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 1-1-8: The oldest formation in football history

  • 1-1-8: the oldest formation in football history.
Modified 20 Dec 2019, 17:02 IST

Football is a beautiful game. In theory, it is simple as Kevin Keegan famously said that his tactics for winning the match are to score more goals than the opposition. Football is a lot more about tactics than individual skills because you may be a skilled player, but in a wrong setup, you will probably have zero impact on the outcome.

There are some people who might have better technique than me, and some may be fitter than me, but the main thing is tactics. With most players, tactics are missing. You can divide tactics into insight, trust, and daring. In the tactical area, I think I just have more than most other players. Johan Cruyff

Managers spend a lot of time thinking about tactical formations, studying the opposition team play style, managing players and their ego and this list go on. What we see on the pitch over 90 minutes is just a small piece of a much bigger process that usually go unnoticed.

What formation to pick, primarily depend upon which players are available and against what opposition are you playing.

The decision to pick a particular tactical setup depends upon the strength and weakness of the player present at his disposal.

In this article, we look at the oldest football formation. Football evolved over the years, and with the passage of time, several rules changed, there was a tactical evolution, different managers brought different game plans and playing style, and gradually these formations became rare, redundant and irrelevant.

The oldest formation: 1-1-8 and its other two variants, 1-2-7 and 2-2-6

This formation was very popular in the 1880s but as one can see it is not balanced with no focus on defense. In the early 1890s, 2-3-5 started to gain popularity as it was more balanced tactical setup. This was later employed by all the team in the first FIFA football World Cup in 1930s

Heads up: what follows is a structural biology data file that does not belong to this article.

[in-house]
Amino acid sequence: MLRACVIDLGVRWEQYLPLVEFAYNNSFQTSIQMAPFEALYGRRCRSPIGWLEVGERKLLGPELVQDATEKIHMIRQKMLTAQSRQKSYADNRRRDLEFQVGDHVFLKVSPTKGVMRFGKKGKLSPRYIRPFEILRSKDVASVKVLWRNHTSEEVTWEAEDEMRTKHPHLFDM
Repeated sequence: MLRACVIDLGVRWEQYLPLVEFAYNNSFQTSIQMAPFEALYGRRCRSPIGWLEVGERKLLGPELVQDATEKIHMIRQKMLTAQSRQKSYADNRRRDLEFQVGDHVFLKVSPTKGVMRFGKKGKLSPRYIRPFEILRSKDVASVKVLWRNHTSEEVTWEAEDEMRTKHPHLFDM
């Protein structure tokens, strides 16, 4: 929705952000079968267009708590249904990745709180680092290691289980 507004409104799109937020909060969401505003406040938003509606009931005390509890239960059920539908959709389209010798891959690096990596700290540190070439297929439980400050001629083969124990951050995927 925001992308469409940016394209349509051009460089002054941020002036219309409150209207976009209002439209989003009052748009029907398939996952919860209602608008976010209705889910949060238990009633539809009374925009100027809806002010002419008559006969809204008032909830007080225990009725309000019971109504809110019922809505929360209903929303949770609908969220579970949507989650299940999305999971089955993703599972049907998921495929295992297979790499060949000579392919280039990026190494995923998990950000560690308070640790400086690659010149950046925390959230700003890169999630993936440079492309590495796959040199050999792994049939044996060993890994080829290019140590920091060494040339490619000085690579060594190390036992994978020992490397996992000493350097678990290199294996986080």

This is how teams used to line up in 1-1-8 setup

In the first international game, between Scotland and England on 30 November 1872, England played with seven or eight forwards in a 1–1–8 or 1–2–7 formation, and Scotland with six, in a 2–2–6 formation. It is not difficult to see how much attention was given to the attacking play by the team in the 1870s.

Both teams employed what might today be considered rather attacking formations - Scotland (2-2-6), England (1-1-8) - but back then the game still retained many of the mob-football characteristics of kicking and rushing and, in tactics at least, probably more closely resembled modern-day rugby than football- FIFA official website
The other two variant of 1-1-8, On the left 2-2-6 and on the right 1-2-7

1-1-8 and its other two variants clearly indicate and show the all-attacking nature of football in the pre-modern era. People may find this tactical setup crazy and weird, but this formation seems fair and logical if you consider the offside rule in the pre-modern era of football.

With the formation of England football association in 1863, the first rule regarding offside came into existence. The new rule said that any player in front of the passer is offside and cannot play the ball.

Charge- dribbling and the long balls to upfield was the central highlight of most of the games. Players hardly passed the ball as it was usually useless and ineffective due to the offside rule and therefore all the focus and attention was directed towards physicality and dribbling skills. Players tried to dribble past as may players they could. In simple words, players would try to take the ball as far as possible and then kick it for someone else to chase.

Published 03 Aug 2018, 08:59 IST
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